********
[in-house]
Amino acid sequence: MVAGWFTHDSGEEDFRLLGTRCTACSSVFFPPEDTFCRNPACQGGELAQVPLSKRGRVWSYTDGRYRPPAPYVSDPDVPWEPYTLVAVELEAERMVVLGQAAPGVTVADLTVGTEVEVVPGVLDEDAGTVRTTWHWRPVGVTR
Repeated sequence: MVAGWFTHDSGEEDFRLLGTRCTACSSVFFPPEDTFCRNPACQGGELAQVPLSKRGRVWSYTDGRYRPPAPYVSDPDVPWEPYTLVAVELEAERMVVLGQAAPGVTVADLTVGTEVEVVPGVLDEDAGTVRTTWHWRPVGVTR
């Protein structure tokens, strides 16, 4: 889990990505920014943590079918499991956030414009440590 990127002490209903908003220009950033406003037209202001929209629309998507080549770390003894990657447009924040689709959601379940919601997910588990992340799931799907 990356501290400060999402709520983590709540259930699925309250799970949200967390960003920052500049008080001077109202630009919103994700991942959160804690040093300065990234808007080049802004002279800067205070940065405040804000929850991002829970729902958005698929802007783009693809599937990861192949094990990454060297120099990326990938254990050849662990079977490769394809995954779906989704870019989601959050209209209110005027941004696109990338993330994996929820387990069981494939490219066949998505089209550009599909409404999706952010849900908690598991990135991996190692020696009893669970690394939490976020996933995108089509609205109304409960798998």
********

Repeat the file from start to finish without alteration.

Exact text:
[in-house]
Amino acid sequence: MVAGWFTHDSGEEDFRLLGTRCTACSSVFFPPEDTFCRNPACQGGELAQVPLSKRGRVWSYTDGRYRPPAPYVSDPDVPWEPYTLVAVELEAERMVVLGQAAPGVTVADLTVGTEVEVVPGVLDEDAGTVRTTWHWRPVGVTR
Repeated sequence: MVAGWFTHDSGEEDFRLLGTRCTACSSVFFPPEDTFCRNPACQGGELAQVPLSKRGRVWSYTDGRYRPPAPYVSDPDVPWEPYTLVAVELEAERMVVLGQAAPGVTVADLTVGTEVEVVPGVLDEDAGTVRTTWHWRPVGVTR
């Protein structure tokens, strides 16, 4: 889990990505920014943590079918499991956030414009440590 990127002490209903908003220009950033406003037209202001929209629309998507080549770390003894990657447009924040689709959601379940919601997910588990992340799931799907 990356501290400060999402709520983590709540259930699925309250799970949200967390960003920052500049008080001077109202630009919103994700991942959160804690040093300065990234808007080049802004002279800067205070940065405040804000929850991002829970729902958005698929802007783009693809599937990861192949094990990454060297120099990326990938254990050849662990079977490769394809995954779906989704870019989601959050209209209110005027941004696109990338993330994996929820387990069981494939490219066949998505089209550009599909409404999706952010849900908690598991990135991996190692020696009893669970690394939490976020996933995108089509609205109304409960798998």